The logic behind the evening’s tasteful arrangements and low-key theatrics was soon explained by the spirit of Cohen himself, again over the PA:
“Do not act out words,” he said in “How to Speak Poetry.”
“Never act out words. Never try to leave the floor when you talk about flying. Never close your eyes and jerk your head to one side when you talk about death. Do not fix your burning eyes on me when you speak about love. If you want to impress me when you speak about love put your hand in your pocket or under your dress and play with yourself. If ambition and the hunger for applause have driven you to speak about love you should learn how to do it without disgracing yourself or the material.”
Josh Ritter, who’s covered Cohen before and worked with Josh Kaufman before when he wrote those songs for Bob Weir’s Blue Mountain, came out for a “Chelsea Hotel No. 2” that induced many tears. That he’d worked with musical director Kaufman before, and that Elvis Perkins (who expertly executed “Is This What You Wanted?”) had worked with Jesse Lauter, only added to the tribal vibe between guests and backing band.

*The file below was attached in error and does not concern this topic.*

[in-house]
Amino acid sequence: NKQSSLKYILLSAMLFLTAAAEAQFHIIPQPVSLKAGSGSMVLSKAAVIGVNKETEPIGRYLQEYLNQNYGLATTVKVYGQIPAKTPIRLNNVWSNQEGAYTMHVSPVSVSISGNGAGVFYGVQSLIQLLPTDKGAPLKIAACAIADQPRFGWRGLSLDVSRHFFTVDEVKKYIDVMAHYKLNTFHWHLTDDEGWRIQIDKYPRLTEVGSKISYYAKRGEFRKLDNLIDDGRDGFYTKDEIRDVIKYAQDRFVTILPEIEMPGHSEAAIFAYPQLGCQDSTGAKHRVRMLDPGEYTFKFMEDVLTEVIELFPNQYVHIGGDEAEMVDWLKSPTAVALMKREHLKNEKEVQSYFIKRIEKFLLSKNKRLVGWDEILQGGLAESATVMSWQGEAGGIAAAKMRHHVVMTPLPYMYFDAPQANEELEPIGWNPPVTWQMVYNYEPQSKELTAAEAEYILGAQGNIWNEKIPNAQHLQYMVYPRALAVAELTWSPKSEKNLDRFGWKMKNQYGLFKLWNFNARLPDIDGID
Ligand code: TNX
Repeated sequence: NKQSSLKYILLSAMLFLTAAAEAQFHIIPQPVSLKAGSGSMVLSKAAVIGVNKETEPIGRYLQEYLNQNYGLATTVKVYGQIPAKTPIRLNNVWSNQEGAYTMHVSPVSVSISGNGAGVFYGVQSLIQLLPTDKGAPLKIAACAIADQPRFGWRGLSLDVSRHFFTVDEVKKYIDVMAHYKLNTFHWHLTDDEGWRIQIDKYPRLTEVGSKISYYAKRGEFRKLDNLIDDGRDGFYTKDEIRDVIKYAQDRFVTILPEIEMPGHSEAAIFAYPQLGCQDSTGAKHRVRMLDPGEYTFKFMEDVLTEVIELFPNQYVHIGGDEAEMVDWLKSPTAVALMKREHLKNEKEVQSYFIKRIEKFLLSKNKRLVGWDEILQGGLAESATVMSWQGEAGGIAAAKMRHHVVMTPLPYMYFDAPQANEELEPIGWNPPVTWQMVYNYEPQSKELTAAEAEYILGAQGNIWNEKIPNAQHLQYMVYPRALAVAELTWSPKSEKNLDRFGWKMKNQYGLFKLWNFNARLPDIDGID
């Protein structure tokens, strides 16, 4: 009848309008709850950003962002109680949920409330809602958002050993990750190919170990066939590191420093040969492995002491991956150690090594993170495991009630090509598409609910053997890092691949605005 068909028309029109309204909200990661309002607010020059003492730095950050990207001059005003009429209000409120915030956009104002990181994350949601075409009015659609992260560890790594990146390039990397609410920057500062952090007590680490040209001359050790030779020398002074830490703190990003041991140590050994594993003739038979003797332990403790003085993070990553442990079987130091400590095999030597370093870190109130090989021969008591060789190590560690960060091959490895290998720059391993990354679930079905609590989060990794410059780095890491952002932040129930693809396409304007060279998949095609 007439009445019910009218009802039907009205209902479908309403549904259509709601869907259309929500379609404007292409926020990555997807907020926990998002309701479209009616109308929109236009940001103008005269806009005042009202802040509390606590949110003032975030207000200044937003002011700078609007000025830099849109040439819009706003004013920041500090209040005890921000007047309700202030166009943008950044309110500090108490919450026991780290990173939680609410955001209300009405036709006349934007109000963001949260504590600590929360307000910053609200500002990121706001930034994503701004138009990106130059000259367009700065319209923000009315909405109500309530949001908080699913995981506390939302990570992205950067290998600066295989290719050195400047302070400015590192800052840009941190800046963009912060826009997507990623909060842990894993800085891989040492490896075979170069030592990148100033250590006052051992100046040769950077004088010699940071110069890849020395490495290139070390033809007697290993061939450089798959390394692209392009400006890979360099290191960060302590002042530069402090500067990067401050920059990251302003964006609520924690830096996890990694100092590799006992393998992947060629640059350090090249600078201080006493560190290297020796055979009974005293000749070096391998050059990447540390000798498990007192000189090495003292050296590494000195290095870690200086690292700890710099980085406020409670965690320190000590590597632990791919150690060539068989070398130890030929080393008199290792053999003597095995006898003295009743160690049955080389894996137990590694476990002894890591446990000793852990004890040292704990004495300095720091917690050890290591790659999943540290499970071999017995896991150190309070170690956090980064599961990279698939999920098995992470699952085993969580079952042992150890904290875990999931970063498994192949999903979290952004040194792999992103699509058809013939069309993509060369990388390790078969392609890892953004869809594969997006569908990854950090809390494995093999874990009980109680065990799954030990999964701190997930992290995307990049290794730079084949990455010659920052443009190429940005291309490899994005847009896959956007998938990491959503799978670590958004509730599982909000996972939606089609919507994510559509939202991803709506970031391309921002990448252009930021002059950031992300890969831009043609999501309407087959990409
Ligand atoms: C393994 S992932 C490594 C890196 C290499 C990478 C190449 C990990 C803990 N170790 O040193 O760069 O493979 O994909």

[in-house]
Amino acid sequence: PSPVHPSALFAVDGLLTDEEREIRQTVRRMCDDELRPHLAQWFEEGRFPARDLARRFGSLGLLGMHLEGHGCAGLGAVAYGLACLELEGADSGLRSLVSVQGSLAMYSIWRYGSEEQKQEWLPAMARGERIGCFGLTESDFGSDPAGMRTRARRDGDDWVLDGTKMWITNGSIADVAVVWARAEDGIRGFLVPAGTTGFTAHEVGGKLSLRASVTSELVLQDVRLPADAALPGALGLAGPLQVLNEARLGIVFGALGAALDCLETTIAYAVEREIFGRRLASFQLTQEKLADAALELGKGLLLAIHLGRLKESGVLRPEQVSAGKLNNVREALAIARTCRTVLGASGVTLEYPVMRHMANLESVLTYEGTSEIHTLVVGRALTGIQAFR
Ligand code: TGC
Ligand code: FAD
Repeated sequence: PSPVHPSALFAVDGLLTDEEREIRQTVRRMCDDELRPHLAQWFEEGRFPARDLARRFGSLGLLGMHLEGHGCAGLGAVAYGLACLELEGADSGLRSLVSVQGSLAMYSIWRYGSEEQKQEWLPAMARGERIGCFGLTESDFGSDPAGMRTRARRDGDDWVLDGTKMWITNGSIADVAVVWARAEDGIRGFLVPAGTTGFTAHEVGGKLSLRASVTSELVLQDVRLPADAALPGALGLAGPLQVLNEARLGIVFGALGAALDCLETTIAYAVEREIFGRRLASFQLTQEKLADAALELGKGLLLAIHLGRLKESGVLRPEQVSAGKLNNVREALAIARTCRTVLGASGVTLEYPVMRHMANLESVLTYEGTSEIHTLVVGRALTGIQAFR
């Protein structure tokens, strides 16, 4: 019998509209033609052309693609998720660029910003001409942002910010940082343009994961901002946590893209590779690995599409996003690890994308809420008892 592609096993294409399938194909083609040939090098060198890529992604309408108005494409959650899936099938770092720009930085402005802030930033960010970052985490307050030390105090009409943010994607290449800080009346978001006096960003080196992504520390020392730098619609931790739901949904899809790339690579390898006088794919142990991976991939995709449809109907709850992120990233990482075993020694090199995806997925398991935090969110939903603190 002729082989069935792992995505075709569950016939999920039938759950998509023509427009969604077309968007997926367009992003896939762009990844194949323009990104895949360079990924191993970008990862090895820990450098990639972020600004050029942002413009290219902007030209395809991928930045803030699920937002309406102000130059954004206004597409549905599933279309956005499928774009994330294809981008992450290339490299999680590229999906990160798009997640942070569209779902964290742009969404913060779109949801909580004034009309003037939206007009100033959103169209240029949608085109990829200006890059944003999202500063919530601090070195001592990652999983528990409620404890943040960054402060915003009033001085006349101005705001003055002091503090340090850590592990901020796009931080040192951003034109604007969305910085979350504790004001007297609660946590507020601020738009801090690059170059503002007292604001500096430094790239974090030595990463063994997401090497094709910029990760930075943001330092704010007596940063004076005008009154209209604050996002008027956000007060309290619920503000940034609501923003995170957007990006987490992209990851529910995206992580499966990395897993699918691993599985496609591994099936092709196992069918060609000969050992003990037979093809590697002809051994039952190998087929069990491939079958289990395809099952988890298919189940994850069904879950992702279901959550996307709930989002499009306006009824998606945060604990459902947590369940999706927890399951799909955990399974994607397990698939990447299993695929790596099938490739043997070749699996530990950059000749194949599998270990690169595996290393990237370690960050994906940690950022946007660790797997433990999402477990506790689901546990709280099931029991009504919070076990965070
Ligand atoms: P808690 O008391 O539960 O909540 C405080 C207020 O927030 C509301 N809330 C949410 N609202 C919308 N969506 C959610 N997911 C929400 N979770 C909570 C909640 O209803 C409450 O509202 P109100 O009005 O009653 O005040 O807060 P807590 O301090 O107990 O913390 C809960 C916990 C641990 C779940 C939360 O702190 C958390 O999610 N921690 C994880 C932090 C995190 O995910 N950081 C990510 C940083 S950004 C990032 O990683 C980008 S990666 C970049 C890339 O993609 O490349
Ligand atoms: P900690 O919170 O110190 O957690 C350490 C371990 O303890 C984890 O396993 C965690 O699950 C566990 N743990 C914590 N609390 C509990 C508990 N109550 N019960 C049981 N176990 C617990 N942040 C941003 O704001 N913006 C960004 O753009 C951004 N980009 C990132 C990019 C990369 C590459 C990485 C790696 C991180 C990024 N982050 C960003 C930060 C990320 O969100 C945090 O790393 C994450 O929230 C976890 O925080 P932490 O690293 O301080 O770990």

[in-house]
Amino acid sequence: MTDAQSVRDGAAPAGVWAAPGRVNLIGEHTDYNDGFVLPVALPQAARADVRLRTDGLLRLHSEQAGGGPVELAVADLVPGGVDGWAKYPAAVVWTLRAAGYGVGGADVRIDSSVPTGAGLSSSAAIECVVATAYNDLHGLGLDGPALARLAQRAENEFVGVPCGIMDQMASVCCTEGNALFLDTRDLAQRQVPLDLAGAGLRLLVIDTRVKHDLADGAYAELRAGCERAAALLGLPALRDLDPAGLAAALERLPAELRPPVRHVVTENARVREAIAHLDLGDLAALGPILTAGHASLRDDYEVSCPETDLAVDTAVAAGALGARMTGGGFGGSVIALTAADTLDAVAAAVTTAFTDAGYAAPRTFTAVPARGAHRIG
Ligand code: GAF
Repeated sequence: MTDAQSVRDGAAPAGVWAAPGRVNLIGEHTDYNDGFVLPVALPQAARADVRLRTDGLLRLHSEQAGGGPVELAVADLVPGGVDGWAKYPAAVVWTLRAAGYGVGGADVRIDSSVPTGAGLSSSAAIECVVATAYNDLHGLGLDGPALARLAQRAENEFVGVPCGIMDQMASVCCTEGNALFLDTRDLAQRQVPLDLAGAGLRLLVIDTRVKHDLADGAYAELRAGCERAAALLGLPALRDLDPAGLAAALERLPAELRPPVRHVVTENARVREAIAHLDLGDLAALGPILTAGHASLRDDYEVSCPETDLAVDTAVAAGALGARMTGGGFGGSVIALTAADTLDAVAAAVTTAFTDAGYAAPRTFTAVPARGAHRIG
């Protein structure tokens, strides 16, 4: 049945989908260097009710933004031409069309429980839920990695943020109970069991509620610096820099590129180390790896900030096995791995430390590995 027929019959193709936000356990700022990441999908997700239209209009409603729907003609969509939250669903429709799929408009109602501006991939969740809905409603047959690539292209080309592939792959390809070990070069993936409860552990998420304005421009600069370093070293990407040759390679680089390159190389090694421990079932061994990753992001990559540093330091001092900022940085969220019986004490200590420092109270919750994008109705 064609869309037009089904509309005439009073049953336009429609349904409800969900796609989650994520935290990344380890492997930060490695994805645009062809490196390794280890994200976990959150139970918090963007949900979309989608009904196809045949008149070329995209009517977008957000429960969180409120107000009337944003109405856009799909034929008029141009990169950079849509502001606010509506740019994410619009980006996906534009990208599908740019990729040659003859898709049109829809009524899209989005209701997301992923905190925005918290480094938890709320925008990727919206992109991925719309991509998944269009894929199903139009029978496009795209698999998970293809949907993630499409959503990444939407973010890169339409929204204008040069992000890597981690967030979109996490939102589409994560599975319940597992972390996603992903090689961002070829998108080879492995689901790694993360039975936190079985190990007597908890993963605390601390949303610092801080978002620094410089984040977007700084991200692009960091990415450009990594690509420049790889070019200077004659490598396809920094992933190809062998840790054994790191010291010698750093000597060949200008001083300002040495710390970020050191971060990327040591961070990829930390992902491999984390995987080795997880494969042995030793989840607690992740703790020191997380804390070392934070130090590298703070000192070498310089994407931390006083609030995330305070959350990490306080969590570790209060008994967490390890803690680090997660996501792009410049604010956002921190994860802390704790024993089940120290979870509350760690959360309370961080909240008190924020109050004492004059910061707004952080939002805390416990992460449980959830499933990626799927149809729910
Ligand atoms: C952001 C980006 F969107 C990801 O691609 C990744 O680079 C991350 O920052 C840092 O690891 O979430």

Lee Ranaldo reminded us that the rain battering us for days was apropos before going into a faithful, swelling “Famous Blue Raincoat,” delivered in the style of a letter from which the evening took its name. Then Will Sheff of Okkervil River came on to close out the evening with a wrenchingly emotional “Take This Waltz” and a group singalong of “So Long, Marianne” that brought all the performers onstage, joining together in chorus.
“When Leonard did the last round of shows I went with my family, and my dad made bootleg shirts,” Lauter told me. “The bottom of it said ‘Mein Rebbi,’ so we affectionately call Leonard our rabbi.”
Closing out the event, the PA played “Save the Last Dance For Me,” Cohen’s closing number at his final shows, as friends and lovers stayed to dance. Equal parts sentimental and scholarly, full of tearful singalongs and heartfelt remembrance, it was an evening Cohen would have appreciated.